Septicemia in patients with ESRD is associated with decreased hematocrit and increased use of erythropoietin.
Nissenson AR., Dylan ML., Griffiths RI., Yu HT., Dubois RW.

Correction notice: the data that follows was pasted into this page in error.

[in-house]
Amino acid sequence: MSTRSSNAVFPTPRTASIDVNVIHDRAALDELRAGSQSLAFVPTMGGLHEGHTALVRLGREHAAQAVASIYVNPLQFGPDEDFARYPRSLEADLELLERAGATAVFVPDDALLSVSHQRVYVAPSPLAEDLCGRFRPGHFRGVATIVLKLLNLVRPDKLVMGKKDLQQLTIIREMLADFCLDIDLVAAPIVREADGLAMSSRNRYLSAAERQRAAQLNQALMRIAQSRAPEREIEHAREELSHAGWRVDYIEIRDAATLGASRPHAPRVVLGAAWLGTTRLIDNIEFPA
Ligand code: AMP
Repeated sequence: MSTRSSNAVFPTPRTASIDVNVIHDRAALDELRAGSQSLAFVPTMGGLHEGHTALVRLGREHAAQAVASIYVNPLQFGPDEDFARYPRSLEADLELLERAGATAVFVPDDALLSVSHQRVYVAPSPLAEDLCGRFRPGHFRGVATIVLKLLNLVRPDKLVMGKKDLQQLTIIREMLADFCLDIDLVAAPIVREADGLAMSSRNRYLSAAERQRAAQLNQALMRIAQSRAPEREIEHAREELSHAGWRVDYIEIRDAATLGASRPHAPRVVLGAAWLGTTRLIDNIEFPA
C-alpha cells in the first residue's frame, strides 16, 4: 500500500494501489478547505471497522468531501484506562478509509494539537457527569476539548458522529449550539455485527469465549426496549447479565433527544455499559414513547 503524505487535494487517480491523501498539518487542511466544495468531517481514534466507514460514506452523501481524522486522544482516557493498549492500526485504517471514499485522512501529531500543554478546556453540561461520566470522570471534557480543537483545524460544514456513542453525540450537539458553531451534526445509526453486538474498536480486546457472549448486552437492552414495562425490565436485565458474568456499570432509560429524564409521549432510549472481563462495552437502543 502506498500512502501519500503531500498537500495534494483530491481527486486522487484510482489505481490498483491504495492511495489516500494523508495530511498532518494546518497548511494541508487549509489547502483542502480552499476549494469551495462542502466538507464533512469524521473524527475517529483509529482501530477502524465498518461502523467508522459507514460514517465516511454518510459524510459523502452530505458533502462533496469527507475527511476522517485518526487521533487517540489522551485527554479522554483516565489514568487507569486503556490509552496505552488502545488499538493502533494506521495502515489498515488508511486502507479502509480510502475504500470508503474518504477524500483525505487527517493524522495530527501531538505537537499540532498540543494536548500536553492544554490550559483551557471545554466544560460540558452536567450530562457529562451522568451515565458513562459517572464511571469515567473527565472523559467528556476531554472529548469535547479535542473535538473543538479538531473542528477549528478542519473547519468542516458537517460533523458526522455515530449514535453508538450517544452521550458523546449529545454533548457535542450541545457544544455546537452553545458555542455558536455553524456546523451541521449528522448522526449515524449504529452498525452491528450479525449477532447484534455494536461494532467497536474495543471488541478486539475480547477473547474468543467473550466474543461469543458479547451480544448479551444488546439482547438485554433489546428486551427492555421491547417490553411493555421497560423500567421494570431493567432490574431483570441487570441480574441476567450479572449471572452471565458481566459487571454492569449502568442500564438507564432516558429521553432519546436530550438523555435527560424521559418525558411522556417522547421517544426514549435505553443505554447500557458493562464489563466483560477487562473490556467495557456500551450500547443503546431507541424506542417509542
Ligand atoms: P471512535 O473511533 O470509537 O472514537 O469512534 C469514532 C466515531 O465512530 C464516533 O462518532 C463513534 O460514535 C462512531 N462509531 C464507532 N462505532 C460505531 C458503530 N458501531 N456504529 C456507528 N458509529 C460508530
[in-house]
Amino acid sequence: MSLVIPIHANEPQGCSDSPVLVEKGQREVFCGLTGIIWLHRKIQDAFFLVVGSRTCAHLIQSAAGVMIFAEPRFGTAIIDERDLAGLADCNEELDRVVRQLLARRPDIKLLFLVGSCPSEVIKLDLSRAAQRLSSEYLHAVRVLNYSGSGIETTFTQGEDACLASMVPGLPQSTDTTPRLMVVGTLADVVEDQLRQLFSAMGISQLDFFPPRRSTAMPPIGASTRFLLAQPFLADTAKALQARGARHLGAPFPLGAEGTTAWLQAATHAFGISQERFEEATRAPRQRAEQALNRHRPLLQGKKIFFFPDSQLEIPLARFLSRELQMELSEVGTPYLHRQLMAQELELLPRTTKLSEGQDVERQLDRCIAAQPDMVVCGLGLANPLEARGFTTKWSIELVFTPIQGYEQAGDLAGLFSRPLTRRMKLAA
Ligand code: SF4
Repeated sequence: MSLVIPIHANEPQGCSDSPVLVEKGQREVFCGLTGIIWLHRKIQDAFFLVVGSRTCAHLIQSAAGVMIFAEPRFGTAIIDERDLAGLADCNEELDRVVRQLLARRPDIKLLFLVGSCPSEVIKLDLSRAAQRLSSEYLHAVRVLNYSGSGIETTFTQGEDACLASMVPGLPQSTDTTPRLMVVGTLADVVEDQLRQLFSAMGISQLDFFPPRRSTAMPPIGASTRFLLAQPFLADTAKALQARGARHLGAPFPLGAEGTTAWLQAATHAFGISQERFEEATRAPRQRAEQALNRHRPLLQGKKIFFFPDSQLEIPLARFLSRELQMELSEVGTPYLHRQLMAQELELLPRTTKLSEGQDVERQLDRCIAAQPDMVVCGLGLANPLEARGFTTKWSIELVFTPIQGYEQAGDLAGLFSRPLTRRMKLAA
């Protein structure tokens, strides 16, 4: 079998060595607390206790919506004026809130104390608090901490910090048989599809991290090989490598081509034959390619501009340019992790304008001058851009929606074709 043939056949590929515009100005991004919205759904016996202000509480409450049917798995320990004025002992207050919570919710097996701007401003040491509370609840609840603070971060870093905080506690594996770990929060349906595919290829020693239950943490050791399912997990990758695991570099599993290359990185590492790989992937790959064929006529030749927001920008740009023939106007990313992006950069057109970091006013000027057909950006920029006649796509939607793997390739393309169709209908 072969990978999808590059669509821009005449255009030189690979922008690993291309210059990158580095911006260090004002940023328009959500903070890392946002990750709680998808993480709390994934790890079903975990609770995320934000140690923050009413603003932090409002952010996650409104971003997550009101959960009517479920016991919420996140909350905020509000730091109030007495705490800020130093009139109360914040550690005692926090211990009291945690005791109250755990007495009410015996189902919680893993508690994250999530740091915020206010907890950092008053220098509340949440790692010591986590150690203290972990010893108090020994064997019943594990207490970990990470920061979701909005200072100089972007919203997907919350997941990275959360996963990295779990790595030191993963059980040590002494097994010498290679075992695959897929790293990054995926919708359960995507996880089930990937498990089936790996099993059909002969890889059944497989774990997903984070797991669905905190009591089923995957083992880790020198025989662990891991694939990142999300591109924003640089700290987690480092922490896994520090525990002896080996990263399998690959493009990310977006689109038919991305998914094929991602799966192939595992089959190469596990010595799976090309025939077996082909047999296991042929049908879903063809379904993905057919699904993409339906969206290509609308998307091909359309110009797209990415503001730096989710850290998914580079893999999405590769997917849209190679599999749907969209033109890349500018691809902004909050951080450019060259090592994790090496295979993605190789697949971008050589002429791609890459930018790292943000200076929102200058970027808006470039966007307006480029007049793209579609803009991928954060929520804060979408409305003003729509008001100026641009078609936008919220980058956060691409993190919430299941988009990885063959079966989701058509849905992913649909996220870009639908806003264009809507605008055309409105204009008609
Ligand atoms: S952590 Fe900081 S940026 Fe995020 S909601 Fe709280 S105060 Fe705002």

Septicemia, a common complication in chronic dialysis patients, may be an important factor in erythropoietin (EPO) hyporesponsiveness, because it is a form of inflammation. The quantitative impact of septicemia on EPO requirements has not been studied. The purpose of this study was to analyze patterns of EPO use and levels of anemia among patients who had ESRD and were hospitalized with septicemia. Using United States Renal Data System data, septicemia admissions were identified in patients with first ESRD service from 1996 to 2001. Mean EPO dosage and hematocrit (Hct) level were analyzed from 2 mo before until 3 mo after admission and compared with patients who were hospitalized with acute myocardial infarction (AMI) and patients with no hospitalizations. A total of 4640 hospitalized patients were included in the analysis: 3975 for septicemia and 665 for AMI. In both groups, mean Hct declined significantly in the month of admission and increased in the second month after admission. At all time points, both groups had significantly lower Hct levels compared with the nonhospitalized group. Mean EPO dosage increased, most rapidly in the month after admission. EPO use was highest in the septicemia group. Hospitalization with septicemia is associated with worsening anemia and increasing EPO use. This also was observed for patients who were hospitalized with AMI, suggesting that acute intercurrent illness plays an important role in EPO hyporesponsiveness. Strategies to prevent septicemia are important not only to decrease clinical morbidity but also to conserve EPO usage and thus contain the costs of care for this complex patient population.